Past Event

Carcerality Workshop | Counter-Histories of Safety and Justice - Vesla Weaver (Johns Hopkins)

April 19, 2024
5:00 PM - 6:30 PM
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Knox 509

We are excited to announce the next Carcerality, Law, and Punishment workshop scheduled on Friday, April 19th. The speaker will be Professor Vesla Weaver (Johns Hopkins), who will discuss her current work on the state from below, notably Black-led movements against racial authoritarianism and police violence. Those interested in attending the workshop can contact David Knight ([email protected]) for the papers.

Participants are invited to read and provide feedback on one paper on Black-led safety mobilizations and visions of safety, as well as a chapter on political organizing among Black police officers in the mid-20th century. Participants do not need to read both drafts and are invited to come even if they do not have the opportunity to read.

The workshop will be held from 5pm - 6:30pm at the Columbia Sociology Department (606 W 122nd St, Knox Hall, Rm. 509). Google Maps link here.

As always, everyone is welcome. See below for more information about the talk and about Professor Weaver.


Vesla Mae Weaver (Ph.D., Harvard, Government, and Social Policy) is the Bloomberg Distinguished Professor of Political Science and Sociology at Johns Hopkins University, a nonresident senior fellow at the Brookings Institution, and faculty affiliate of the Justice Collaboratory at Yale University. A scholar of American politics, she writes about race, power, and political life.  Weaver has produced leading scholarship and pioneered concepts to understand the role of incarceration and policing in race-class subjugated communities and the development and consequences of coercive institutions in American democracy. Weaver’s books include Arresting Citizenship and Creating a New Racial Order.  Her next book, The State From Below: Racial Authoritarianism in US Democracy, amasses the most extensive collection of first-hand accounts of the police—by those who are policed—to date, using a new civic infrastructure called Portals. She co-directs the American Prison Writing Archive, the largest and first fully searchable digital archive of imprisoned people writing about their experience inside confinement in four hundred prison and jail facilities.  Such projects unite a concern with positioning the unfree as central theorists of democracy. Weaver’s research has been supported by fellowships from the Andrew Carnegie Foundation (2017 fellow), Russell Sage Foundation, National Science Foundation, the Ford Foundation, the Brookings Institution, and owes her beginnings as a political scientist to the Ralph Bunche Summer Institute. She has written in the New York TimesWashington PostBoston ReviewMarshall Project, and Slate, among others.  And she takes an active role in public debates about what it might mean to construct public space focused on civic health rather than surveillance.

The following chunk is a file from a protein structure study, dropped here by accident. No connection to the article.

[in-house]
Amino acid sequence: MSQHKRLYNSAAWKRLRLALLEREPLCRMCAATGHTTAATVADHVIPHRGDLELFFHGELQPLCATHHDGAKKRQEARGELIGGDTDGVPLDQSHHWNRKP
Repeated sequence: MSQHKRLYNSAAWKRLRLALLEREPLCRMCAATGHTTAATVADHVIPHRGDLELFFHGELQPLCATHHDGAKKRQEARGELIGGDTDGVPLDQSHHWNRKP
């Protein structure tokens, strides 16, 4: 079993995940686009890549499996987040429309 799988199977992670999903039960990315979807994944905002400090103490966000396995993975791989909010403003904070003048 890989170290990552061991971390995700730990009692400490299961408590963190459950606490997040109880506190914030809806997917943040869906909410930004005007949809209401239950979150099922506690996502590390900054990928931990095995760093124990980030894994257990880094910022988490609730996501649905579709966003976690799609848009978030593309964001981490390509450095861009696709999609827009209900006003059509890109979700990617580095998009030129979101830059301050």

Read more about Professor Weaver’s research here:

This workshop is generously supported by funding from the Institute for Social and Economic Research and Policy (ISERP) at Columbia University.